Mothership by Martin Leicht and Isla Neal. Simon & Schuster, 2012.
Genre: YA Science Fiction
Face Value: Eye-catching, for sure. Ray guns! Outer space! And…a pregnant lady? I first saw this cover on the Forever Young Adult blog and it looked weird but intriguing, which is a combination that makes me run right to my library website and put a hold on a book. This bright, over-the-top cover is an indicator of the wild space adventures contained within it.
Does it break the slate? Yes. I initially thought this book would focus more on teen pregnancy and sexuality, but it was mostly space shenanigans. It was still Slatebreaking! Elvie, our star impregnated teenager, is one amazing lady. Even though she is almost ready to burst forth with a baby, she takes the lead in rescuing an entire ship of pregnant women from an alien invasion.
Who would we give it to? Teen readers who feel tepid about science fiction. This story is set in the future, but the U.S. American culture hasn’t changed too much, and this is more snark than it is science fiction. Readers who couldn’t quite get on board with the dramatic romance and tension of Across the Universe may find Mothership to be more to their taste.
Review: If this book had a theme song, it would be N*SYNC’s “Space Cowboy [Yippie-Yi-Yay]”. Take a moment to go back and listen to that gem from 2000. It’s ok, I know you want to. The hubris and gleeful kitsch of that song is exactly what you will find in Mothership. Elvie is a teenager who finds herself knocked up after just one – one! – sexual encounter. She decides to go away to the Hanover boarding school for pregnant teenagers…in space. Because it’s the mid-twenty-first century and you can do that kind of stuff now. The Hanover school is former space cruise ship, renovated to serve as a safe and pleasant learning environment for young women about to give birth.
Pregnant Elvie finds her time on the ship to be quite tedious. She’s not a big fan of school in any form, and she desperately misses her beloved dad and best friend, Ducky. She’s not thrilled with her predicament, as the young man who impregnated her promptly ditched her when she informed him of the baby’s arrival. Also, her arch-nemesis Britta McVicker (think Regina King from Mean Girls) happens to be on the ship as well. Because she’s pregnant too. With a baby co-created by the same guy who Elvie had sex with. And Britta doesn’t know that they share a baby-daddy. Oh, snap.
Amidst the nightmarish fluctuating hormones aboard the ship, Elvie doesn’t think that things can get much worse. She cannot wait to have her baby, give it up for adoption, and get out of there. But then aliens invade the ship! And her baby-daddy is one of the aliens! Which means that Elvie is carrying an alien baby! And the teachers on the ship are aliens too, but from a different species! Things quickly get messy as the alien factions battle for control of the ship and the pregnant teen humans have to fight to survive. Think I’m giving too much away? Don’t worry. That’s not even half of the crazy events that unfold aboard the ship.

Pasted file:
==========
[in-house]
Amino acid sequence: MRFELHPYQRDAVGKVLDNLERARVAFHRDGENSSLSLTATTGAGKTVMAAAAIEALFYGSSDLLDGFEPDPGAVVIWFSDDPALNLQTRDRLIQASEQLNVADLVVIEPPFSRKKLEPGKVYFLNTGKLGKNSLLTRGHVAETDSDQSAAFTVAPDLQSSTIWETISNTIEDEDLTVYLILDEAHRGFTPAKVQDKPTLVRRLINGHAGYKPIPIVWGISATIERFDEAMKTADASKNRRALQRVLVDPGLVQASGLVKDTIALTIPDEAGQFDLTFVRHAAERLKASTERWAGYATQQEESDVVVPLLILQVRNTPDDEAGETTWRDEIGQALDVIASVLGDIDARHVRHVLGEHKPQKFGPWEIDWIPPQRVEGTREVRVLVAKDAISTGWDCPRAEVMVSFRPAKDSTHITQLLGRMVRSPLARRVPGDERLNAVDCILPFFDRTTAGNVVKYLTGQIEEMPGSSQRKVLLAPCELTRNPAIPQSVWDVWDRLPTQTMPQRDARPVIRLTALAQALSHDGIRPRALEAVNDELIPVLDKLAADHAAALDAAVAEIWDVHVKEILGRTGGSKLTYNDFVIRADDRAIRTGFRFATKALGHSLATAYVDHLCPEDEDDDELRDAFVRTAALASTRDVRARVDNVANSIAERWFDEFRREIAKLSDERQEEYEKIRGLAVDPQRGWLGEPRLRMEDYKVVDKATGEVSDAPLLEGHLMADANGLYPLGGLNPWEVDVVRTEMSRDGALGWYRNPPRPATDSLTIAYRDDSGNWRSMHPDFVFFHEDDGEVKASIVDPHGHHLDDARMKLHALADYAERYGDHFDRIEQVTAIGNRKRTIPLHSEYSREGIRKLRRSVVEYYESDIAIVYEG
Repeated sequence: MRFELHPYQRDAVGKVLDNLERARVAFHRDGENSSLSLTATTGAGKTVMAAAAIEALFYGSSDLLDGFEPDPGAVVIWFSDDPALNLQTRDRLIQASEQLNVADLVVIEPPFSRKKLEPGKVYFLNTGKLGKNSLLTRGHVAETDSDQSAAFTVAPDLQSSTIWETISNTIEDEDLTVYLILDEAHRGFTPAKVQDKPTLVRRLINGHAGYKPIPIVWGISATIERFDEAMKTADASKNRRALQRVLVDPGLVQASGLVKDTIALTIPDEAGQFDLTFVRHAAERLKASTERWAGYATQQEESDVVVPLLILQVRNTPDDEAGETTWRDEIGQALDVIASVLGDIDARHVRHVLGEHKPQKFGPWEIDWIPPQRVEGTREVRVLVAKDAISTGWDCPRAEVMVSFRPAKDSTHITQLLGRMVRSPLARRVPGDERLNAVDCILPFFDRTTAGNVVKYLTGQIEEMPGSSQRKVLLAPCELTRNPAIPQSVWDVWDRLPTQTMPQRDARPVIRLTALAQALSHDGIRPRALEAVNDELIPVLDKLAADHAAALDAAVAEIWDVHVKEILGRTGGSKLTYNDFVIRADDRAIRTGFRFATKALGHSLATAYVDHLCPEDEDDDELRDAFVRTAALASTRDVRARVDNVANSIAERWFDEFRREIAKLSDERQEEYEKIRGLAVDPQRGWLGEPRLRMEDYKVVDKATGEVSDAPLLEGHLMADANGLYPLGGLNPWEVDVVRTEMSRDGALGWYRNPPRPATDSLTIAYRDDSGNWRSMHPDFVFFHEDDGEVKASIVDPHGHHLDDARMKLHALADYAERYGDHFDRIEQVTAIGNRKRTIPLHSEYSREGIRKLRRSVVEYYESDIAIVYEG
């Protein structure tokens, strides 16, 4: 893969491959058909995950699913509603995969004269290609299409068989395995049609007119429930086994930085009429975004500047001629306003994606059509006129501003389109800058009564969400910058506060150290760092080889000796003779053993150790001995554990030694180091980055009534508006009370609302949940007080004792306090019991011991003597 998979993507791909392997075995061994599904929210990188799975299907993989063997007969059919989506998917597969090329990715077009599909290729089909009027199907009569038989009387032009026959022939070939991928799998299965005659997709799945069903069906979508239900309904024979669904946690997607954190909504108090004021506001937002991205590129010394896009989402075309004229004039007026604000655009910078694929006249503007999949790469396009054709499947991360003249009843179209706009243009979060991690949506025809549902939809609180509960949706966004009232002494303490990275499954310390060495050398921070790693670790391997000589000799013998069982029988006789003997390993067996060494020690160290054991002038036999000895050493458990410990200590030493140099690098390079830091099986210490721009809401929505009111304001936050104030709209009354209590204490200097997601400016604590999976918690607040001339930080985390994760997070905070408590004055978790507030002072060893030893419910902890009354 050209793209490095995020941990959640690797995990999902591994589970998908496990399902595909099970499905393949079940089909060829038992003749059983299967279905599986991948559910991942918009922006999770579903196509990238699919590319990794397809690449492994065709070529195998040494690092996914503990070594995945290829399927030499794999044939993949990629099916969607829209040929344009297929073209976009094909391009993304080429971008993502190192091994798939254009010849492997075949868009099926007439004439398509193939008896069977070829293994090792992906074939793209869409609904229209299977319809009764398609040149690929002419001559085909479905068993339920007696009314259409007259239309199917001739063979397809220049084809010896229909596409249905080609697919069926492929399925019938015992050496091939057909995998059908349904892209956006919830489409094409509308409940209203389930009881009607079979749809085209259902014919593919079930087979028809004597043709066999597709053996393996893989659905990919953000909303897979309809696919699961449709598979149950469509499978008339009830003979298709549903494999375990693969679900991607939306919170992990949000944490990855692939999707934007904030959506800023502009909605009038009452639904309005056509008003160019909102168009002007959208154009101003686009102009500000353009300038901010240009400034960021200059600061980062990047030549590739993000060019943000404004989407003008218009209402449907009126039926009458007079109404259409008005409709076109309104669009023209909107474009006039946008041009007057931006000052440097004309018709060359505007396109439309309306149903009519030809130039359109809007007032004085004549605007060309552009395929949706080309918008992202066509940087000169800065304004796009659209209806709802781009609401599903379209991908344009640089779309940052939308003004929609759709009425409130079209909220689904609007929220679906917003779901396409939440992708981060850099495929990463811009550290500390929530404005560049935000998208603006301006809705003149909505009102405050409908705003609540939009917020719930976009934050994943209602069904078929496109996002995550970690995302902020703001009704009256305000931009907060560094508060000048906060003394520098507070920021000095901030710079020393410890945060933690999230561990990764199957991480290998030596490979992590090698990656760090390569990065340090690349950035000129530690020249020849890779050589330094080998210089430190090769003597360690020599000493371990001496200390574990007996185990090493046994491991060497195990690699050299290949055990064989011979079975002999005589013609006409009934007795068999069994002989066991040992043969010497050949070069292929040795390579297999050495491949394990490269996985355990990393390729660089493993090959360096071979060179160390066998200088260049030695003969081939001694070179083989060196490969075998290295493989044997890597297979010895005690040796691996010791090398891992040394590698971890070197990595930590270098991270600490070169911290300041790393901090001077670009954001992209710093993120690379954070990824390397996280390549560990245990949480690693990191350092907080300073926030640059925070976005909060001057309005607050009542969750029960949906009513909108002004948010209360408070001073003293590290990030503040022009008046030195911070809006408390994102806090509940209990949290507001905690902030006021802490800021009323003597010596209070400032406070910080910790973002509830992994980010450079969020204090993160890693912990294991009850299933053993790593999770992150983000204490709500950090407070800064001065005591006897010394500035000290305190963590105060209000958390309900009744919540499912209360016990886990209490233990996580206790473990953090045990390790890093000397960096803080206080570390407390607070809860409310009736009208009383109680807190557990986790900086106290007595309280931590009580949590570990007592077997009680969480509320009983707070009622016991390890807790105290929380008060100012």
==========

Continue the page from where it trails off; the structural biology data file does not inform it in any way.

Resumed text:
My little summary probably already implied this, but I’ve got to be candid with you: this book is wack-a-doo. Seriously, every time I said to myself, “Well, it can’t get any weirder than this,” it did. But never, not once, did I ever want to put this book down. I devoured it in all of its weirdo glory. The writing is engaging, and Elvie is a character who I would want to have as my friend.
I noticed that Leicht and Neal created some unusual futuristic slang that I did not fully understand. Like “blinking” a friend, for example. This was the term for sending messages back and forth on a phone. I did not quite get why texting/tweeting would be called something different when other technological elements were still called the same thing that we call them now. There was other weird slang, too. Between this book and Megan McCafferty’s Bumped and Thumped books, I do not have high hopes for the future of the English language. If, you know, life turns out to be like science fiction.
This book is not necessarily the uber-feminist futuristic manifesto that I thought it could be. Elvie has to make tough choices about whether or not to keep her baby, and some readers may not agree with the decision that she makes. The descriptions of teen sexuality in the book also seem fairly traditional. However, Elvie makes her decisions independently. The “Slatebreakingness” of this book is less about Elvie’s progressive decisions regarding pregnancy and motherhood (because they aren’t that progressive), but more about her ability to remain calm and strategic in the face of chaos. Elvie is a natural leader. While other girls are screaming and crying in terror, Elvie is assessing the situation and figuring out how to solve the problem. She single-handedly saves the lives of a whole group of girls and their unborn children. She’s also an excellent judge of character and can usually tell when someone has hidden intentions. Elvie is role model and a Slatebreaker because she doesn’t need anyone to tell her how to handle a situation. She will figure it out on her own. She’s a critical thinker and problem solver. Sure, she may also be a teen who succumbed in a moment of lust and ended up in a situation that she’s not thrilled about, but she’s not going to let that stop her from living her life.
The book has a cliffhanger ending, which usually bugs me, but in this case it made me even more excited because it introduced a gender-related twist. That means that the next book will have to address that and has the potential to be even more unusual and Slatebreaking! I can’t wait. Although this book is definitely the oddball on my summer reading list, it was one of the most endearing books I’ve had the pleasure to read this year.
Reviewed from a library copy.